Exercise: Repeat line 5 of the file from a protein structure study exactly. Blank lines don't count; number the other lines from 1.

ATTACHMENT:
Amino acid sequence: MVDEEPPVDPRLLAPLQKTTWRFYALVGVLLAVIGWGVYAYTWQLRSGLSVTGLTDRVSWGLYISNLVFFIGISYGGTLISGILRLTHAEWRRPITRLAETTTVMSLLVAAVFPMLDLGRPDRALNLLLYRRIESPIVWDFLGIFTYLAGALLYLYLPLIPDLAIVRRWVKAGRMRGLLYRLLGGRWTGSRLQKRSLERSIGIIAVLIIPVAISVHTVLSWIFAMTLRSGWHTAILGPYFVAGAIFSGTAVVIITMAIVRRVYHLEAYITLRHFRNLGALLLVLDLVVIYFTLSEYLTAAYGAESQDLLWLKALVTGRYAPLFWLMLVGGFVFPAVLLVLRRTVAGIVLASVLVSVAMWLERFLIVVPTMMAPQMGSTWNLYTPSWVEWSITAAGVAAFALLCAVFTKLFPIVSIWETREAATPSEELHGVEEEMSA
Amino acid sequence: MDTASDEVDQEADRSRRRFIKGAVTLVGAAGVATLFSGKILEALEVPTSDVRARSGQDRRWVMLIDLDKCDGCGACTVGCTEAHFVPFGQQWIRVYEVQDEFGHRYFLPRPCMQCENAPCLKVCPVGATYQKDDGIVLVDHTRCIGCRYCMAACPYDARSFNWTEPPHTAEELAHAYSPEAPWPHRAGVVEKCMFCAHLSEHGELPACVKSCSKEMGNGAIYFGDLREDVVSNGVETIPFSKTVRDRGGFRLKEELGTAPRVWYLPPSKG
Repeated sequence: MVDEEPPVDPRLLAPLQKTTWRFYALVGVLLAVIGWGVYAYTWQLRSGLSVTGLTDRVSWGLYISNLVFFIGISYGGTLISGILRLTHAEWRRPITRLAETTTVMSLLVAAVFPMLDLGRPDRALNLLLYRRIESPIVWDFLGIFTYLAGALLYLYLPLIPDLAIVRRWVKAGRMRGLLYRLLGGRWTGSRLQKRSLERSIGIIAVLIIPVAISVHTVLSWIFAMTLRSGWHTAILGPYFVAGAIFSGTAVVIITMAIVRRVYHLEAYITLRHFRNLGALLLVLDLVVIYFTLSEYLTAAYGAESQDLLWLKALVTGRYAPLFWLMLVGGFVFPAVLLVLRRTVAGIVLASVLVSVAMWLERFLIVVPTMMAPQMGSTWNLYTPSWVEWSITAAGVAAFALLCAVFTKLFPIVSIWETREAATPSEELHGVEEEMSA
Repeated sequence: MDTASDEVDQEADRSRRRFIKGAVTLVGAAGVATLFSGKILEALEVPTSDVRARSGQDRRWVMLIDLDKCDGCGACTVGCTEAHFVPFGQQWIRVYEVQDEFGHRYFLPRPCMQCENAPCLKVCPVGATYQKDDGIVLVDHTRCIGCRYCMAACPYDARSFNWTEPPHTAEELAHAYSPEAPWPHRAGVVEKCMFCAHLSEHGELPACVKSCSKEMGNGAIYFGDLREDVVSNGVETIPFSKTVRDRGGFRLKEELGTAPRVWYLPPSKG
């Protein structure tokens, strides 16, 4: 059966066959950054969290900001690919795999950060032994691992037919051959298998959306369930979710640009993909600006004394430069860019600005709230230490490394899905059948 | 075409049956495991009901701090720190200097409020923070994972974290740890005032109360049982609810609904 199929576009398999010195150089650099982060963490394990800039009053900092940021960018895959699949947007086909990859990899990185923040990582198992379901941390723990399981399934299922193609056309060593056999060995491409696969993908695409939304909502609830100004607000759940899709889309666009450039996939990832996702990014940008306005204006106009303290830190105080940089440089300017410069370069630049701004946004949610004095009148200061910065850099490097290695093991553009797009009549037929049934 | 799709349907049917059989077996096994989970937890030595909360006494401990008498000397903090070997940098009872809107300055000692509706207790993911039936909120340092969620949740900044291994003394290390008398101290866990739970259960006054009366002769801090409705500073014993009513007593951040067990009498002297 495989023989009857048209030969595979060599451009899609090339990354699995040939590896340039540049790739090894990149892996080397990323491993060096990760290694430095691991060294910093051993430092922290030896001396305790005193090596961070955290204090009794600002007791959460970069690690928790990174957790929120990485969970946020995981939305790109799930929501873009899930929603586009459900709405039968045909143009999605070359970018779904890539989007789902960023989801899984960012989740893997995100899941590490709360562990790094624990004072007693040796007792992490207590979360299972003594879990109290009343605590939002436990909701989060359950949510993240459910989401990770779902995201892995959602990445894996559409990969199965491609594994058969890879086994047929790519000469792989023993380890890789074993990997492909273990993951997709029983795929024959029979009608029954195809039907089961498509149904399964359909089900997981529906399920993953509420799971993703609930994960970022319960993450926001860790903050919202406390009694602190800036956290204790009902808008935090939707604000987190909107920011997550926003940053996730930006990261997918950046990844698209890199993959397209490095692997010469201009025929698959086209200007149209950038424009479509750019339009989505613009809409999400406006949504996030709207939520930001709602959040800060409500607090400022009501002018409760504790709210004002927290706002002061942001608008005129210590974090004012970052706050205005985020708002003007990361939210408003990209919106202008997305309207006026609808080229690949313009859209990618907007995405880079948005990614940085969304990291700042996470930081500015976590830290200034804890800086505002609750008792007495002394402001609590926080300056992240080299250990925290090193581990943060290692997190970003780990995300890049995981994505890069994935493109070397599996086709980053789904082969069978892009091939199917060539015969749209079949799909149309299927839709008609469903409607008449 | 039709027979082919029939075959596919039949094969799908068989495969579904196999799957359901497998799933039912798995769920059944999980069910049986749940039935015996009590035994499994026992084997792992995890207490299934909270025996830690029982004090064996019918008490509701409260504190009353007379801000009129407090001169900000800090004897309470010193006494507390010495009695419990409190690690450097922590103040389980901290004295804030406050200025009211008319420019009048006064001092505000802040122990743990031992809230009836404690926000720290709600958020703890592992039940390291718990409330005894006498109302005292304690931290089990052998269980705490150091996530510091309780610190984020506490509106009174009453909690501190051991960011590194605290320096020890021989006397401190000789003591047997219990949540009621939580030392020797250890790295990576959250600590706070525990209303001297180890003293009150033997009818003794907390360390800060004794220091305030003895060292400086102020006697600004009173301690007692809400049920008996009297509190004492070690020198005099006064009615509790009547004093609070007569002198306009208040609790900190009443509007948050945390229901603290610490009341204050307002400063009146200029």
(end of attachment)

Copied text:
């Protein structure tokens, strides 16, 4: 059966066959950054969290900001690919795999950060032994691992037919051959298998959306369930979710640009993909600006004394430069860019600005709230230490490394899905059948 | 075409049956495991009901701090720190200097409020923070994972974290740890005032109360049982609810609904 199929576009398999010195150089650099982060963490394990800039009053900092940021960018895959699949947007086909990859990899990185923040990582198992379901941390723990399981399934299922193609056309060593056999060995491409696969993908695409939304909502609830100004607000759940899709889309666009450039996939990832996702990014940008306005204006106009303290830190105080940089440089300017410069370069630049701004946004949610004095009148200061910065850099490097290695093991553009797009009549037929049934 | 799709349907049917059989077996096994989970937890030595909360006494401990008498000397903090070997940098009872809107300055000692509706207790993911039936909120340092969620949740900044291994003394290390008398101290866990739970259960006054009366002769801090409705500073014993009513007593951040067990009498002297 495989023989009857048209030969595979060599451009899609090339990354699995040939590896340039540049790739090894990149892996080397990323491993060096990760290694430095691991060294910093051993430092922290030896001396305790005193090596961070955290204090009794600002007791959460970069690690928790990174957790929120990485969970946020995981939305790109799930929501873009899930929603586009459900709405039968045909143009999605070359970018779904890539989007789902960023989801899984960012989740893997995100899941590490709360562990790094624990004072007693040796007792992490207590979360299972003594879990109290009343605590939002436990909701989060359950949510993240459910989401990770779902995201892995959602990445894996559409990969199965491609594994058969890879086994047929790519000469792989023993380890890789074993990997492909273990993951997709029983795929024959029979009608029954195809039907089961498509149904399964359909089900997981529906399920993953509420799971993703609930994960970022319960993450926001860790903050919202406390009694602190800036956290204790009902808008935090939707604000987190909107920011997550926003940053996730930006990261997918950046990844698209890199993959397209490095692997010469201009025929698959086209200007149209950038424009479509750019339009989505613009809409999400406006949504996030709207939520930001709602959040800060409500607090400022009501002018409760504790709210004002927290706002002061942001608008005129210590974090004012970052706050205005985020708002003007990361939210408003990209919106202008997305309207006026609808080229690949313009859209990618907007995405880079948005990614940085969304990291700042996470930081500015976590830290200034804890800086505002609750008792007495002394402001609590926080300056992240080299250990925290090193581990943060290692997190970003780990995300890049995981994505890069994935493109070397599996086709980053789904082969069978892009091939199917060539015969749209079949799909149309299927839709008609469903409607008449 | 039709027979082919029939075959596919039949094969799908068989495969579904196999799957359901497998799933039912798995769920059944999980069910049986749940039935015996009590035994499994026992084997792992995890207490299934909270025996830690029982004090064996019918008490509701409260504190009353007379801000009129407090001169900000800090004897309470010193006494507390010495009695419990409190690690450097922590103040389980901290004295804030406050200025009211008319420019009048006064001092505000802040122990743990031992809230009836404690926000720290709600958020703890592992039940390291718990409330005894006498109302005292304690931290089990052998269980705490150091996530510091309780610190984020506490509106009174009453909690501190051991960011590194605290320096020890021989006397401190000789003591047997219990949540009621939580030392020797250890790295990576959250600590706070525990209303001297180890003293009150033997009818003794907390360390800060004794220091305030003895060292400086102020006697600004009173301690007692809400049920008996009297509190004492070690020198005099006064009615509790009547004093609070007569002198306009208040609790900190009443509007948050945390229901603290610490009341204050307002400063009146200029």